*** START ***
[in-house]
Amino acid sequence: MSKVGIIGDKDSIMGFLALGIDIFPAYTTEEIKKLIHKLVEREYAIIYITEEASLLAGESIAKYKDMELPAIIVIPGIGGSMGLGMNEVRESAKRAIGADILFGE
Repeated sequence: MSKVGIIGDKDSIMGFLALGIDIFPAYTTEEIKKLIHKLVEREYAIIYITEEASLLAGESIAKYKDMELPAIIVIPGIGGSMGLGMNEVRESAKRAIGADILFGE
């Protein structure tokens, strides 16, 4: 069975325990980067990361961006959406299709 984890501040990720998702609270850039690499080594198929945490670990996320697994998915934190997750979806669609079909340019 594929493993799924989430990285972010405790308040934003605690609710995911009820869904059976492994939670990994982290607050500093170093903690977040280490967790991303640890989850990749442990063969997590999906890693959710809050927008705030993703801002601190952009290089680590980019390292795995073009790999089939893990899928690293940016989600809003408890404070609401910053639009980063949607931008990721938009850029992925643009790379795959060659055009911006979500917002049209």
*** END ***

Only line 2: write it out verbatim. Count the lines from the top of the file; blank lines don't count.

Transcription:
Amino acid sequence: MSKVGIIGDKDSIMGFLALGIDIFPAYTTEEIKKLIHKLVEREYAIIYITEEASLLAGESIAKYKDMELPAIIVIPGIGGSMGLGMNEVRESAKRAIGADILFGE